After the Second World War, ČKD moved away from aviation, diversifying into other fields.
The Praga E-210, one of several attempts to make an ’air taxi’ in the late 1930s, a predecessor of modern business aviation. (Image: Les Ailes / Wikipedia)
RWD (an acronym of the company’s main designers Rogalski, Wigura and Drzewiecki) was a major aerobatic aircraft manufacturer in the 1930s. Throughout two decades of activity, the company built several hundred sport, trainer and touring airplanes.
In contrast to other pre-war Polish aircraft manufacturers, RWD focused mainly on civilian aircraft, although the company also built trainers. One of the company’s most popular aircraft, the RWD 8, received many export orders and became the most mass-produced Polish aircraft at the time.
However, like many Central and Eastern European manufacturers, RWD disappeared without a trace following the Second World War.
The RWD 13, a touring and utility airplane, was also used by LOT Polish Airlines (Image: Ltosnar / Wikipedia)
Interwar Romania boasted several successful aircraft manufacturers. IAR, which built a range of military aircraft for the country’s air force between the 1930s and 60s, is the most prominent.
However, there were also several others, one of which, the Societatea Pentru Exploatări Technice (SET), competed with IAR and built a series of interesting and unusual trainers and reconnaissance aircraft.
By the late 1930s, the company was partly merged into IAR, before disappearing several years later after the war.
The SET 7 trainer and reconnaissance aircraft. More than 100 of these aircraft were manufactured (Image: SET / Wikipedia)
Kjeller Flyfabrikk (Norway)
Between the 1910s and the 60s Kjeller aircraft factory was mostly building licensed designs for the Norwegian military.
However, it was also developing its own aircraft, ranging from early biplane fighters to helicopters. While none of these were particularly successful, it wasn’t for want of trying. The Norwegian Air Force did not field domestically designed aircraft on any significant scale, although the Norwegian Navy was somewhat more successful in this regard.
All of Kjeller’s designs were abandoned after initial trials in favor of imported alternatives. By the 1950s the factory was transformed into a repair workshop, before it was eventually closed.
The Kjeller PK X-1, Norway’s attempt to produce a utility helicopter in the 1950s. (Image: Paaln / Wikipedia)
Stampe et Vertongen (Belgium)
Probably the most known manufacturer on this list, Stampe et Vertongen began to produce trainers and touring aircraft in the 1920s. Some of these were used by the Belgian Air Force, while others became popular among aviation enthusiasts.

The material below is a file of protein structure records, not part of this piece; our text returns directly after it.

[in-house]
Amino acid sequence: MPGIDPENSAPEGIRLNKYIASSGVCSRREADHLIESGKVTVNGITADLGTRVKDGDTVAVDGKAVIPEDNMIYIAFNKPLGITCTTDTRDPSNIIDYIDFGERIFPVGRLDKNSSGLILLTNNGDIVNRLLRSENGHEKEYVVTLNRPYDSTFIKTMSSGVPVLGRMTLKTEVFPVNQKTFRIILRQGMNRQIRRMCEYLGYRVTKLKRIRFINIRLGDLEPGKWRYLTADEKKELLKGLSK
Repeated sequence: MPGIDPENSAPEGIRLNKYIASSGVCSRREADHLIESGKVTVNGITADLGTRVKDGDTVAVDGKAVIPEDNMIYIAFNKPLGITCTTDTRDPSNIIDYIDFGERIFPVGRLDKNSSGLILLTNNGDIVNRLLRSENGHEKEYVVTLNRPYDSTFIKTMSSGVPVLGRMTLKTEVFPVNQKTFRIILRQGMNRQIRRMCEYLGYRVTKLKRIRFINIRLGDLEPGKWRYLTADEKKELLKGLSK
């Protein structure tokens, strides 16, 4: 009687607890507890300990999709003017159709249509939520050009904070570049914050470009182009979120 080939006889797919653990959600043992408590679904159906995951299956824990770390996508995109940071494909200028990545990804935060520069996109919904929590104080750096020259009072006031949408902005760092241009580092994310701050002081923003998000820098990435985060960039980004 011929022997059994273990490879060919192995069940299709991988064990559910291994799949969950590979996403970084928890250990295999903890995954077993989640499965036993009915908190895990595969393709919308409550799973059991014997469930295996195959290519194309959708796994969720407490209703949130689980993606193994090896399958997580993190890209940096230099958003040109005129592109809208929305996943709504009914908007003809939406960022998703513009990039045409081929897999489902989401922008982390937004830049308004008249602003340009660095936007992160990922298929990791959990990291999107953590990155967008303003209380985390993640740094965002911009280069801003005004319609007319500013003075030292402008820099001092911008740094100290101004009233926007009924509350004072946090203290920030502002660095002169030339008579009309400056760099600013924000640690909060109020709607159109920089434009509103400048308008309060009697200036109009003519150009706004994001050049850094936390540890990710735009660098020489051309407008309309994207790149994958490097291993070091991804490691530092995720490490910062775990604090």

The company struggled during the Second World War and was liquidated shortly after. However, some of its aircraft, especially the most common model, the Stampe-Vertongen SV.4, gained a cult-like status, manufactured under license across the world, and remaining popular with enthusiasts to this day.
A formation of SV.4s flying in 2015. Almost 1000 of these aircraft were manufactured worldwide under the license. (Image: Ad Meskens / Wikimedia Commons)
Valsts elektrotehniskā fabrika (translated as ‘State Electrotechnical Factory’) manufactured everything from flashlights to cars during the 1920s and 30s. This included airplanes.
The company’s trainers were used by the Latvian Air Force and, by the late 30s, the company set its sights on building fighters and twin-engined utility aircraft.
The work did not move beyond prototypes and was ultimately cut short by the outbreak of the Second World War. While the company continued to exist under the Soviet regime, its aircraft-building ambitions vanished.
VEF J-12, advanced trainer built for the Latvian Air Force (Image: Latvian Efficiency / Wikipedia)
Valtion lentokonetehdas (Finland)
Just like many other European countries, Finland had a state aircraft factory in the 1920s and 30s called Valtion lentokonetehdas (VL). In addition to repairing imported aircraft and building licensed copies, VL worked on a wide range of domestic designs ranging from trainers to fighters.
Limited numbers of these aircraft saw service with the Finnish Air Force during the Second World War but were overshadowed by imported models in terms of both numbers and performance.
After the war, VL was merged into Valmet, a Finnish technology conglomerate that still exists (although does not manufacture aircraft) today.
The Viima, VL’s trainer built for the Finnish Air Force in the 1930s. (Image: Htm / Wikipedia)